Previously on Jenkem, my childhood friend and legendary OG NYC skater chick, Stana Weisburd, graciously allowed me to scan in her collection of amateur skate photos of NYC in the 1980s. In these negatives were rare forgotten photos of an 18-year-old Christian Hosoi skating our beloved Brooklyn Bridge Banks.
Hosoi ollied the banks wall that day in front of a small crowd of amazed skaters and on-lookers. Myself included.
No pictures of this event have ever been found.
Stana, however, hyped off all the excitement that her newly-discovered pictures evoked, went digging through her closet, and found a single roll of lost film negatives. Again, I whisked them away to get scanned in to see if any treasure was to be found.
And then, weeks later, just like that, in my hands, there they are—actual photos of an actual Christian Hosoi actually ollieing over the Brooklyn Banks wall for the very first time ever—an “only person on the planet Earth” caliber accomplishment. And then there, in the photo, watching in the background is a 15-year-old me, standing on the pole, holding a lemonade.
That day? All the local NYC kids were having one of the best sessions of our lives. We were actually skating with Christian Hosoi. At our home spot. The Banks. But once Hosoi decided that he was going to try to ollie over the Banks Wall, over the high side, something that no one had even come close to attempting before, everyone stopped skating. We all sat down and watched. Everyone.
And soon enough. In the Fall of 1986. Hosoi straight ollied over the Banks Wall. For the first time. Ever.
That is the claim. For all eternity.
However, looking at these photos, over 35 years later, I realize something more important. I realize that no one there fully understood what we were watching. Maybe on some unspeakable cosmic unconsciousness level, we felt the enormity of this event but there was no way to grasp it at the time. We were all watching something much bigger than just a skateboard trick. We were watching something that would change the world forever, and that is why we all sat down.
Allen Gelfand invented the ollie in 1977. Then Rodney Mullen figured out how to do it on flat in 1983. Over the next four years, the ollie spread like a virus, infecting every experimental street skater alive. These were pioneer test pilots figuring out how to incorporate this seemingly magical little trick into their early ’80s street skating arsenal: bonelesses, powerslides, inverts, wallrides, and yank airs.
The ollie was just another trick to slip into a contest run.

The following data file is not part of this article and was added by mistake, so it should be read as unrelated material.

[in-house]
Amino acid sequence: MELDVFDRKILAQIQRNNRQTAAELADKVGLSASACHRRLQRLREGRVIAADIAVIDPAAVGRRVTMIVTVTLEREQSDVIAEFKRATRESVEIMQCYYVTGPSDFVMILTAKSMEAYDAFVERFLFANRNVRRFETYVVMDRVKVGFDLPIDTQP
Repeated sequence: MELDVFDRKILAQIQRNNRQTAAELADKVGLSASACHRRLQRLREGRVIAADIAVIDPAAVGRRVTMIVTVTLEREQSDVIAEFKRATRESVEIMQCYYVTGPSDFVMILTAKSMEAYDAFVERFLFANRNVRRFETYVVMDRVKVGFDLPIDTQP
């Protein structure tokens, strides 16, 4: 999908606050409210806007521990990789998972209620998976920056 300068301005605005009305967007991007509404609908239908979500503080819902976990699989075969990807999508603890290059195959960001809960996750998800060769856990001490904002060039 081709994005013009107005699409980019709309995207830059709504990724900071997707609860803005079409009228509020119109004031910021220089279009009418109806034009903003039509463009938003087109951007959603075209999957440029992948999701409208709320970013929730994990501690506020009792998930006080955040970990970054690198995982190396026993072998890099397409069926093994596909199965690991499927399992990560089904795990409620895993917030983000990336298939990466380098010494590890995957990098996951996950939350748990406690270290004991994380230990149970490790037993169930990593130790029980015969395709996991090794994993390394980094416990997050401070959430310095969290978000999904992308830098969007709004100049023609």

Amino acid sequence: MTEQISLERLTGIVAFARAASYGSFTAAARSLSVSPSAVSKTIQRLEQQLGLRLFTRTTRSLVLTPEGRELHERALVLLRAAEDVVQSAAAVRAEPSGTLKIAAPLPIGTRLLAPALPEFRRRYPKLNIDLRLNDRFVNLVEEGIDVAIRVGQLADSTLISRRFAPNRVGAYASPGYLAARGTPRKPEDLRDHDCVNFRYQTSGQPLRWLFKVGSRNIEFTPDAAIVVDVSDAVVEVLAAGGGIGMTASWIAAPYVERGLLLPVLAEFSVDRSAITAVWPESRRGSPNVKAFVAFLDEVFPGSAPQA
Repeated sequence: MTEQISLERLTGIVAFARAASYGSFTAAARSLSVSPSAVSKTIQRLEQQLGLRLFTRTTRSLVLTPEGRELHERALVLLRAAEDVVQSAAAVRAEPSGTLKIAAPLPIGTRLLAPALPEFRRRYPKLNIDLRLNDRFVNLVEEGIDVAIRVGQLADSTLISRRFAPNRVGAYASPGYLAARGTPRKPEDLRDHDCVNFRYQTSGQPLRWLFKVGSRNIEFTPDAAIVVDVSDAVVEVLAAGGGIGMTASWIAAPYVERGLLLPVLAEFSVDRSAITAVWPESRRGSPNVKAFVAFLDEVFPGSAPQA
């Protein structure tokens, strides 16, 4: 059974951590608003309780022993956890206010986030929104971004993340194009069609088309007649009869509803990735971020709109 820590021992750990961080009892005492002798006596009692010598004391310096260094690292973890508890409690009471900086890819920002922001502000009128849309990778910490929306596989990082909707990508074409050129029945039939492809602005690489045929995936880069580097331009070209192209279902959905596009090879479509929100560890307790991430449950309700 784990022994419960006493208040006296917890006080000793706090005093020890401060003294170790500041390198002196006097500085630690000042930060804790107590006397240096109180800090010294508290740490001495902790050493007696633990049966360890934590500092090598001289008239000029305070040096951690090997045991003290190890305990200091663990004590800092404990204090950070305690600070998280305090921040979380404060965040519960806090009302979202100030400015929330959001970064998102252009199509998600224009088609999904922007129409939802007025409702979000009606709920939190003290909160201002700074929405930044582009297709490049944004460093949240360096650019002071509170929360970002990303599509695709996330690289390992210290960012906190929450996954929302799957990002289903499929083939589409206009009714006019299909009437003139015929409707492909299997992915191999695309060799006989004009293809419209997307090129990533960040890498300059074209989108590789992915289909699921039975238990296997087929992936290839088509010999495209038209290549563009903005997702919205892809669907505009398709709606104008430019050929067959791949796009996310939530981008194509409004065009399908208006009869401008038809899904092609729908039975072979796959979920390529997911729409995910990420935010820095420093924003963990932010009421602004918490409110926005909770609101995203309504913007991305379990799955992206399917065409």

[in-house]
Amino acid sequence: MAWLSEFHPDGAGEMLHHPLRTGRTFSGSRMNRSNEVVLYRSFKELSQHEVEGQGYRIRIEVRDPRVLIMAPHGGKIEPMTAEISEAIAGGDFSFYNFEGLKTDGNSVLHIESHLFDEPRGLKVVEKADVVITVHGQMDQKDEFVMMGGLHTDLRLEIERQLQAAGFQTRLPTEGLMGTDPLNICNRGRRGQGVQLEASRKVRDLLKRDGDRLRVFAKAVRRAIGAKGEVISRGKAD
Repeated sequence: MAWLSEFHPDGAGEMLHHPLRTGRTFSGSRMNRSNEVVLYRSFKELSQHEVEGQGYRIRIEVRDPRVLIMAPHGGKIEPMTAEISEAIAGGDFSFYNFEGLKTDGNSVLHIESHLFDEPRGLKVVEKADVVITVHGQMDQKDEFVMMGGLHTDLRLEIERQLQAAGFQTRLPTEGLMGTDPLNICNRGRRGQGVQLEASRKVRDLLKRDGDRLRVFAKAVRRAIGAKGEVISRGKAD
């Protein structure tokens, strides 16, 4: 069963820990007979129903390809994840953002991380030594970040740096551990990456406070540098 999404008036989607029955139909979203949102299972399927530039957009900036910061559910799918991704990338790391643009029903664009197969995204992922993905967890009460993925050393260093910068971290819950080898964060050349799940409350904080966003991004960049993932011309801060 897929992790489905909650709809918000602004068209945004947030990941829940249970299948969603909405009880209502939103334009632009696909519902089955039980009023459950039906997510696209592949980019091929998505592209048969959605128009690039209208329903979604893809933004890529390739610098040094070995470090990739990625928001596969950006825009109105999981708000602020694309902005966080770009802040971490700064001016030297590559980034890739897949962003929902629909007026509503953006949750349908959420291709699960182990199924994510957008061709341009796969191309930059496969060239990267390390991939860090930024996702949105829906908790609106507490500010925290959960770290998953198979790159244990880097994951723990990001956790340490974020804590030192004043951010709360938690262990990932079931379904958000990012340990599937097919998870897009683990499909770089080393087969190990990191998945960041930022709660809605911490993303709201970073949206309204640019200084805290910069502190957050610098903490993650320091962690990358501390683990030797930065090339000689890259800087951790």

To better help the younger generation understand, I have edited together a few examples of how the ollie evolved from 1983 up to these photos in late 1986. You’ll notice everyone is figuring out how to use this new “street ollie” trick on old boards with barely any nose. At first, these early ollies started small. Over a crack. Up a curb. Off a ledge. Down three stairs. But rapidly it advanced. Up onto a ledge. Up onto a table. Up and over a small trash can.
(NOTE: These skate clips are meant only to illustrate various examples of the evolution of the ‘street ollie’ between 1983 and 1987. They are not in chronological order and are in no way meant to be the definitive evolution of the street ollie.)
Soon, Gonz was doing kickflips, Natas was ollieing over fire hydrants, and perhaps most importantly, Tommy Guerrero was cracking ollies off of jump ramps higher than what was previously achievable by yanking. With your hands-free, the ollie allowed you to stand up and jump. To actually use your speed and body mechanics to leap higher than what was achievable by leaning over and gripping onto your board.
Looking back – We all sat down that day at the Banks because we were witnessing the death and re-birth of street skating. All at once. As Hosoi ollied over the wall for the first time he quietly killed the era of goofy street plants and weird bonelesses and ushered in a new era of ollieing into ledge tricks, down horrific handrails, and over gigantic unimaginable gaps – This wasn’t possible before. There were limitations. There was no way over the wall.
This moment was one of the first “real-life applications” of how the ollie would change skateboarding forever. Freed from having to grab onto your board with your hands it was now possible to leap over, on-to, and through things once thought impossible. And that opened up an entire new world. The world of modern street skating.
Here is a glimpse of the moment when that world began.
And as always – If your name wasn’t mentioned, or if you remember it differently, or if you have some other issue. Sorry. Hope that helps you move on with your life.
All of you hardcore skate nerds out there might have noticed that Hosoi is skating a never-before-seen version of his legendary Hammerhead. To sort this out I talked to the man himself. Hosoi says that it was a Santa Cruz-produced prototype that never went into production. The graphic looks like it’s a picture of Christian doing a powerslide but I can’t find the source image. I also dig what looks like a little point in the center of the Hammerhead nose. Fluorescent orange Hosoi on a silver-painted deck.
The 1980s were the best.
-Eli Morgan Gesner
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